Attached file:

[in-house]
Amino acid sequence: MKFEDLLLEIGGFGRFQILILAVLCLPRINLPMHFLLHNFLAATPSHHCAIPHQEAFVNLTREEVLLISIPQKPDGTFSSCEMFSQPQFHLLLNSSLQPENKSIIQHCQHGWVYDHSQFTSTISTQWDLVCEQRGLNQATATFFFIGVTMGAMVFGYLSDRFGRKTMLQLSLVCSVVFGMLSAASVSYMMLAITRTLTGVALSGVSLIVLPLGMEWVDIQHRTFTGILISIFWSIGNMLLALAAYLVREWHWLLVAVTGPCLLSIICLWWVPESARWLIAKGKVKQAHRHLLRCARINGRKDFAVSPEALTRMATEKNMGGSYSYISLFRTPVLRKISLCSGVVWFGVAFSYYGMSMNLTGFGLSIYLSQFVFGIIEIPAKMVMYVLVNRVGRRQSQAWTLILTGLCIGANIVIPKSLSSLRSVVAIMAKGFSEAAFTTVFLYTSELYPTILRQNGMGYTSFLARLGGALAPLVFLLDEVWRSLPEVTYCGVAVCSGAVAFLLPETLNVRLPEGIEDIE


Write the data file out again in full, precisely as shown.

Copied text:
[in-house]
Amino acid sequence: MKFEDLLLEIGGFGRFQILILAVLCLPRINLPMHFLLHNFLAATPSHHCAIPHQEAFVNLTREEVLLISIPQKPDGTFSSCEMFSQPQFHLLLNSSLQPENKSIIQHCQHGWVYDHSQFTSTISTQWDLVCEQRGLNQATATFFFIGVTMGAMVFGYLSDRFGRKTMLQLSLVCSVVFGMLSAASVSYMMLAITRTLTGVALSGVSLIVLPLGMEWVDIQHRTFTGILISIFWSIGNMLLALAAYLVREWHWLLVAVTGPCLLSIICLWWVPESARWLIAKGKVKQAHRHLLRCARINGRKDFAVSPEALTRMATEKNMGGSYSYISLFRTPVLRKISLCSGVVWFGVAFSYYGMSMNLTGFGLSIYLSQFVFGIIEIPAKMVMYVLVNRVGRRQSQAWTLILTGLCIGANIVIPKSLSSLRSVVAIMAKGFSEAAFTTVFLYTSELYPTILRQNGMGYTSFLARLGGALAPLVFLLDEVWRSLPEVTYCGVAVCSGAVAFLLPETLNVRLPEGIEDIE